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The unedited classwork of a student journalist at the Columbia University Graduate School of Journalism, currently focusing on the issues concerning the Highbridge neighborhood of the Bronx.

Thursday, October 30, 2008

A food pantry faces eviction

Six-year-old Denisse Beato was among the more than 40 protesters who gathered in the Highbridge area of the Bronx yesterday to fight the impending eviction of a local food pantry.

Surrounded by chants of "Hell no, we won't go," Beato snacked on brown rice that her mother Denia Vasquez, 29, said she picks up weekly at the Community Food Pantry at Highbridge. Vasquez is among the hundreds that rely on CFPH several times a week to feed their families, said Nurah Amat'ullah, executive director of the Muslim Women's Institute for Research and Development (MWIRD), the non-profit community organization that runs the pantry.

The pantry is run from a converted garage at 1362 Merriam Ave. The building also houses Highbridge Voices, a non-profit performing arts program for local youth. Its parent group, the Highbridge Community Housing Development Corporation, owns the property. The pantry, supplied by City Harvest and the Food Bank for New York City, was set up there in March 2007 through an informal partnership agreement with Highbridge Voices' former executive director Cheryl Corn, who left last month.

On October 6, the founder and new executive director of Highbridge Voices, Bruno Casolari, sent Amat'ullah a letter, a copy of which was obtained by The Highbridge Lowdown, that said: "At this time it is necessary for Highbridge Voices to terminate its agreement to provide space" to the pantry, citing "insurance and safety issues." Amat'ullah says she was, "baffled and stunned" by the news.

Casolari's letter also said he would help relocate the pantry, but Amat'ullah says that the Ogden Avenue location suggested already housed the Highbridge Community Life Center's pantry and was too far for many of her disabled clients.

Casolari and Amat'ullah squared off in a shouting match amid the throng of protesters who gathered outside the 1465 Nelson Ave. offices of the Highbridge Community Housing Development Corporation. Casolari, speaking to reporters, cited "an immense rodent and roach problem" and that the MWIRD "did not have any insurance" or expired insurance, as reasons for the eviction.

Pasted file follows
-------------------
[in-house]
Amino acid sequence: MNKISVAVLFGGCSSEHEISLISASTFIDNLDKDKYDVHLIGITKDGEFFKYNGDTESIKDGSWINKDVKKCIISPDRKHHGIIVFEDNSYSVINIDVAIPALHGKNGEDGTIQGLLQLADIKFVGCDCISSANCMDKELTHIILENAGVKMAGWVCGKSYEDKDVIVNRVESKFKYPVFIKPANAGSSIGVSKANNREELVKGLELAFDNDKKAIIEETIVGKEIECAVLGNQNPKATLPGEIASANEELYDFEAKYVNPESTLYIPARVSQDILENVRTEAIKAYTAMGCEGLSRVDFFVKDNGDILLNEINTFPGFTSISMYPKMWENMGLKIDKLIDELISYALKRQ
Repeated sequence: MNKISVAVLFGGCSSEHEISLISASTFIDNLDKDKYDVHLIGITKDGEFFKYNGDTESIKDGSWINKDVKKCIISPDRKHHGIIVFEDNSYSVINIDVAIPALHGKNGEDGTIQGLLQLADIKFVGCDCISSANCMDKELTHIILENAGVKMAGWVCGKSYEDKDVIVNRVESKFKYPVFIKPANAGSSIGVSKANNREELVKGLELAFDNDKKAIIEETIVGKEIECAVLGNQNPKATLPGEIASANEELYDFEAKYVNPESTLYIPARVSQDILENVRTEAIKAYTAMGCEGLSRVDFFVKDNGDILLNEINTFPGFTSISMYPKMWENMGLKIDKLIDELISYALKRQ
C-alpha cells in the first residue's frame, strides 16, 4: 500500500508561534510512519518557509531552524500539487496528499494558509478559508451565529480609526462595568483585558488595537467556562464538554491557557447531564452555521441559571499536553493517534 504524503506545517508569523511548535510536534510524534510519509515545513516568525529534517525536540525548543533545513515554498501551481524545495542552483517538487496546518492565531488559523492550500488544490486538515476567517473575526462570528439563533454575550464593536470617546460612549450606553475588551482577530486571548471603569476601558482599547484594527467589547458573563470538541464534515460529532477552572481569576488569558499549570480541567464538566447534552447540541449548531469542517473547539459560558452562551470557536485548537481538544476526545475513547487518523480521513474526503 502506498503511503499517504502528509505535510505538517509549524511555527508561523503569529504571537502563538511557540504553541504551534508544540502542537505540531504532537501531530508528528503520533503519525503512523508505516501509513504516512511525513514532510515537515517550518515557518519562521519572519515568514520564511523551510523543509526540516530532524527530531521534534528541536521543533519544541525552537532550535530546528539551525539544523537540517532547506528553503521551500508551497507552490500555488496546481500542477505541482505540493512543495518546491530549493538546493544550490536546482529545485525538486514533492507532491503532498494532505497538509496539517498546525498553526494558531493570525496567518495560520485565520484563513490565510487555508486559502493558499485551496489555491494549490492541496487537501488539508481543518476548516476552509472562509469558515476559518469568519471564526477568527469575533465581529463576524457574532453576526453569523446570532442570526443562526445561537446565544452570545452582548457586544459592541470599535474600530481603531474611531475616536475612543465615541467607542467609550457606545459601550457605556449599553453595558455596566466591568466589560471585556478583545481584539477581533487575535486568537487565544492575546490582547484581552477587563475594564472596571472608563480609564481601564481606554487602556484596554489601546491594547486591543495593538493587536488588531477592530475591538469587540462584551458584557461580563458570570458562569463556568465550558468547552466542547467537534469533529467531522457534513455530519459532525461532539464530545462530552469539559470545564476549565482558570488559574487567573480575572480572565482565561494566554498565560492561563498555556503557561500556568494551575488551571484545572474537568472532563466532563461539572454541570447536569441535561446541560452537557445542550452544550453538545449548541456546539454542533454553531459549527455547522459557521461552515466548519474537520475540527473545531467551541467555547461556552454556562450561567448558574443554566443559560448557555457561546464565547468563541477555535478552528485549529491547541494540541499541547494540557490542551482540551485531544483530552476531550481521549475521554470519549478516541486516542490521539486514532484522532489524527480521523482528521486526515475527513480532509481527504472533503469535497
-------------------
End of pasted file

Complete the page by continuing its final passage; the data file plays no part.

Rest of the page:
Amat'ullah and volunteers working at the pantry interviewed later that day contested Casolari's claims, saying they're exterminated monthly. In the MWIRD's Ogden Avenue offices Amat'ullah gave The Highbridge Lowdown copies of the "certificate of liability insurance" showing that MWIRD has held a policy since May 23, 2008 which is effective up to May 23, 2009.

At the heated protest, Amat'ullah agreed to an impromptu closed-door discussion with Casolari. The two, along with community organizer Chauncy Young and Jeffrey Schatz from the New York City Coalition Against Hunger met for 25 minutes inside the Highbridge Community Housing Development Corporation's headquarters while police and protesters milled outside.

After, Amat'ullah said she was willing to look at an alternate space Casolari suggested. If none were found by the November 9 eviction date, however, she would "continue to operate. The community needs to eat," she said.

Despite the tension, both sides expressed admiration in the other's community work, but many assembled, like Amina Ahmed, a board member of the MWIRD, felt that Highbridge Voices' artistic mission comes second to providing the bare necessities. Ahmed said of Casolari, "He's trying to feed their souls, we're trying to feed their bodies."

After the event, many protesters walked the several hilly blocks to the battle's center, a roughly 20 by 20 foot garage where according to the MWIRD's website, 55,000 people have been fed in the 19 months that the program's been running. There, more than 50 were already assembling for staples like loaves of day-old Eli's bread, heads of cabbage and jars of baby food.